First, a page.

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Lumbar Discectomy Surgery

Information about your procedure: 

The intervertebral disc is the structure between the vertebrae (bones of the spine), which acts as both a spacer and a shock absorber. The disc is composed of two parts: a soft gel-like middle (nucleus pulposus) surrounded by a tougher fibrous wall (annulus fibrosus).

Following your recent MRI scan and consultation with your spinal surgeon, you have been diagnosed as having a lumbar disc protrusion, resulting in nerve root compression (trapped nerve) and leg pain (sciatica) . Very few people who have a disc problem need surgery. In general, if a patient’s leg pain due to a lumbar disc protrusion is going to get better, it will do so in about 6–12 weeks. However, if the symptoms have not resolved following conservative measures (manipulation, physiotherapy, medication or injections) surgery may be necessary. Immediate spinal surgery is only necessary in cases of bowel or bladder incontinence (cauda equina syndrome) or progressive neurological problems (numbness, weakness).


About the procedure

The operation is carried out under general anaesthetic, through an incision in the midline of the lower back. We are  then able to enter the spinal canal by removing a membrane over the nerve roots (ligamentum flavum). Often, a small portion of bone is removed both to enable access to the nerve root and to remove pressure on the nerve. The nerve root is then gently moved to the side and the disc material is removed from under the nerve root. The disc is then entered, to remove any loose fragments of disc material within it . Good relief from leg pain following this type of disc surgery occurs in approximately 85–90% of cases.  However, relief from back pain is less reliable.


Risks and complications

Risks are rare but include the following:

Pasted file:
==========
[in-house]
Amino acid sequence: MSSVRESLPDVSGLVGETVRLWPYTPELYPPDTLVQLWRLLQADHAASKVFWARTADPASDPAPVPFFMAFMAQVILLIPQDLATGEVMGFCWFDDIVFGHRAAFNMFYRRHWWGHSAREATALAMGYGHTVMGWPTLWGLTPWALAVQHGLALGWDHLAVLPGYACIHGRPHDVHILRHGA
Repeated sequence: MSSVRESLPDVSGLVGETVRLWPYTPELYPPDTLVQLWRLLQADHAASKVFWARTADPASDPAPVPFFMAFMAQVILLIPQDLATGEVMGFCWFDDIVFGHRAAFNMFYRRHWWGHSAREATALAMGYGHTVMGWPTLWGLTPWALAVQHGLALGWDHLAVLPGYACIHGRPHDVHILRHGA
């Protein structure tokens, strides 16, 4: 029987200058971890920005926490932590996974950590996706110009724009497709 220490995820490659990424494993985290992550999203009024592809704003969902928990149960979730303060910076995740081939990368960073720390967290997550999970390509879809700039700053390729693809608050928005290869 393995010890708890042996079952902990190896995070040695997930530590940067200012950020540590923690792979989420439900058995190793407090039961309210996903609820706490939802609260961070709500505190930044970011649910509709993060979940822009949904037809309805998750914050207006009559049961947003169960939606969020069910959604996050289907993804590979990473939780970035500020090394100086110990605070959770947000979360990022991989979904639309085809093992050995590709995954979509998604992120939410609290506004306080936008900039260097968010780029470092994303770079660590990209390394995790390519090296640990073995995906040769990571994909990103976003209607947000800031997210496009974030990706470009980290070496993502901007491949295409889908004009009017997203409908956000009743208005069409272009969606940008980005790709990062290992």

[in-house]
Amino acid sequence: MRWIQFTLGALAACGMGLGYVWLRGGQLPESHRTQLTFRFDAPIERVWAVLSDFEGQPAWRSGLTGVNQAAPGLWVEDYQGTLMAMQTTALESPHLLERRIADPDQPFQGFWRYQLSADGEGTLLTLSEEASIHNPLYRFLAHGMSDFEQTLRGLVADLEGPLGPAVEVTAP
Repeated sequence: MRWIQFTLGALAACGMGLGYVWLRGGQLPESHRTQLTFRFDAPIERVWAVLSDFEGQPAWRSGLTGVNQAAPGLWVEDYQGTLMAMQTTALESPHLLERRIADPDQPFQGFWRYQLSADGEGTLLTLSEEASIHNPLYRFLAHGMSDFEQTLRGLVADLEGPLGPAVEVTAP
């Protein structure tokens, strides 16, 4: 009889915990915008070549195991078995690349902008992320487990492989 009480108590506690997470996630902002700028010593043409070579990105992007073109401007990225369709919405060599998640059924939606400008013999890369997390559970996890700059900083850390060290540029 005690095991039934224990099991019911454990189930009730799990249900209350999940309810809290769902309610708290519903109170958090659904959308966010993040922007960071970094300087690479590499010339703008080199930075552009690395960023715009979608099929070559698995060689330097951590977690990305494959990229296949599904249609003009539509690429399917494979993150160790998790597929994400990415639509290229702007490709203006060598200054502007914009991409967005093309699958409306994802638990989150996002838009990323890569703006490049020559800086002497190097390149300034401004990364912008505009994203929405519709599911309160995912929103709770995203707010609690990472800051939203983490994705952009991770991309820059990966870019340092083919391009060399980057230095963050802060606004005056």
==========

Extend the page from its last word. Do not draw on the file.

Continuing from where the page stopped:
• Damage to the nerve root and the outer lining which surrounds the nerve roots (dura). This is reported in < 5% of cases. It may occur as a result of the bone being very stuck to the lining and tearing it as the bone is lifted off. Often the hole or tear in the dura is repaired with stitches or a patch. This could result in back or leg pain, weakness or numbness, leaking from the wound, headaches or, very rarely, meningitis.

  • Ongoing back pain

  • Recurrent sciatica. This can occur as a result of scarring or further disc protrusion, occurring in approximately 5% of people, up to ten years later

  • Superficial wound infections may occur in 2 – 4% of cases. These are often easily treated with a course of antibiotics. Deep wound infections may occur in < 1% of cases. These can be more difficult to treat with antibiotics alone and sometimes patients require more surgery to clean out the infected tissue.

  • Bleeding; you must inform your consultant if you are taking tablets used to thin the blood, such as warfarin, aspirin or clopidogrel.


What to expect in hospital

Immediately after the procedure you will be taken on your bed to the recovery ward where nurses will monitor your blood pressure and pulse. Once back on the ward and when you are fully awake you will be allowed to get out of bed.


Going home

You will normally be discharged home with simple analgesia on the same day or the day after your operation, when you and your nurse are happy with your mobility and basic observations. Please arrange for either a friend or relative to collect you from the hospital, as driving yourself or taking public transport is not advised for 48 hours after the anaesthetic. A responsible adult should remain with you overnight.


Sick leave

In general, you may return to work in 3-4 weeks provided that you are comfortable. We will provide a sick note at your request on the day of the procedure, if necessary.



Follow up

Normally between 2 to 4 weeks ​

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